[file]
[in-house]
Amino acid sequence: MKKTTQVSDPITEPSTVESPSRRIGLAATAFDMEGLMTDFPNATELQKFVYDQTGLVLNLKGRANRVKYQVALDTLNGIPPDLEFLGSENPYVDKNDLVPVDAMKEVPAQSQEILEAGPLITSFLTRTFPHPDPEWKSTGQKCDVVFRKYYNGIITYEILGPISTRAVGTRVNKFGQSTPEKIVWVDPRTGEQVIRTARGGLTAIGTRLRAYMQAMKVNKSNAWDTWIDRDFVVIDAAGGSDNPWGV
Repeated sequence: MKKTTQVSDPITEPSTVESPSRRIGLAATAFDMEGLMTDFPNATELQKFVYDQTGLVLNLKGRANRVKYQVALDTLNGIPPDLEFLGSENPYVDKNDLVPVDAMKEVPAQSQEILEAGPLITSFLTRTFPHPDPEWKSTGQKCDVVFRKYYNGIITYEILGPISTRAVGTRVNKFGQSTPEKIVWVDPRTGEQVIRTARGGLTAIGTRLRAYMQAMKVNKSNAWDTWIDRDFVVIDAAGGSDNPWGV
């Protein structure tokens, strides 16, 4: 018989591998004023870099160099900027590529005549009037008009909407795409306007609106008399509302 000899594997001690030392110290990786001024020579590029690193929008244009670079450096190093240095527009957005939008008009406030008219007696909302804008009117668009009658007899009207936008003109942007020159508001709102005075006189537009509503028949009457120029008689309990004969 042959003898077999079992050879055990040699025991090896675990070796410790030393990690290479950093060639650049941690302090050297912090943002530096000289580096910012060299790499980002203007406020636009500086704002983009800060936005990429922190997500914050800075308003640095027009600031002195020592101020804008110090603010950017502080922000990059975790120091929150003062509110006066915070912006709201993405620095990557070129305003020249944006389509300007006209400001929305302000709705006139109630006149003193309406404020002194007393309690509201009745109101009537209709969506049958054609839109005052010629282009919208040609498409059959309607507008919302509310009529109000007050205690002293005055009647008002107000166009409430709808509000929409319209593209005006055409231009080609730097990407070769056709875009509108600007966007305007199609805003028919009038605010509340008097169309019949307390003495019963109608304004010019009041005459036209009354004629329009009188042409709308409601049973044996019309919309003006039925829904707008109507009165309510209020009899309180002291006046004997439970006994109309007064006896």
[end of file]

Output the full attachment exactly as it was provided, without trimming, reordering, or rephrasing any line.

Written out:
[in-house]
Amino acid sequence: MKKTTQVSDPITEPSTVESPSRRIGLAATAFDMEGLMTDFPNATELQKFVYDQTGLVLNLKGRANRVKYQVALDTLNGIPPDLEFLGSENPYVDKNDLVPVDAMKEVPAQSQEILEAGPLITSFLTRTFPHPDPEWKSTGQKCDVVFRKYYNGIITYEILGPISTRAVGTRVNKFGQSTPEKIVWVDPRTGEQVIRTARGGLTAIGTRLRAYMQAMKVNKSNAWDTWIDRDFVVIDAAGGSDNPWGV
Repeated sequence: MKKTTQVSDPITEPSTVESPSRRIGLAATAFDMEGLMTDFPNATELQKFVYDQTGLVLNLKGRANRVKYQVALDTLNGIPPDLEFLGSENPYVDKNDLVPVDAMKEVPAQSQEILEAGPLITSFLTRTFPHPDPEWKSTGQKCDVVFRKYYNGIITYEILGPISTRAVGTRVNKFGQSTPEKIVWVDPRTGEQVIRTARGGLTAIGTRLRAYMQAMKVNKSNAWDTWIDRDFVVIDAAGGSDNPWGV
């Protein structure tokens, strides 16, 4: 018989591998004023870099160099900027590529005549009037008009909407795409306007609106008399509302 000899594997001690030392110290990786001024020579590029690193929008244009670079450096190093240095527009957005939008008009406030008219007696909302804008009117668009009658007899009207936008003109942007020159508001709102005075006189537009509503028949009457120029008689309990004969 042959003898077999079992050879055990040699025991090896675990070796410790030393990690290479950093060639650049941690302090050297912090943002530096000289580096910012060299790499980002203007406020636009500086704002983009800060936005990429922190997500914050800075308003640095027009600031002195020592101020804008110090603010950017502080922000990059975790120091929150003062509110006066915070912006709201993405620095990557070129305003020249944006389509300007006209400001929305302000709705006139109630006149003193309406404020002194007393309690509201009745109101009537209709969506049958054609839109005052010629282009919208040609498409059959309607507008919302509310009529109000007050205690002293005055009647008002107000166009409430709808509000929409319209593209005006055409231009080609730097990407070769056709875009509108600007966007305007199609805003028919009038605010509340008097169309019949307390003495019963109608304004010019009041005459036209009354004629329009009188042409709308409601049973044996019309919309003006039925829904707008109507009165309510209020009899309180002291006046004997439970006994109309007064006896």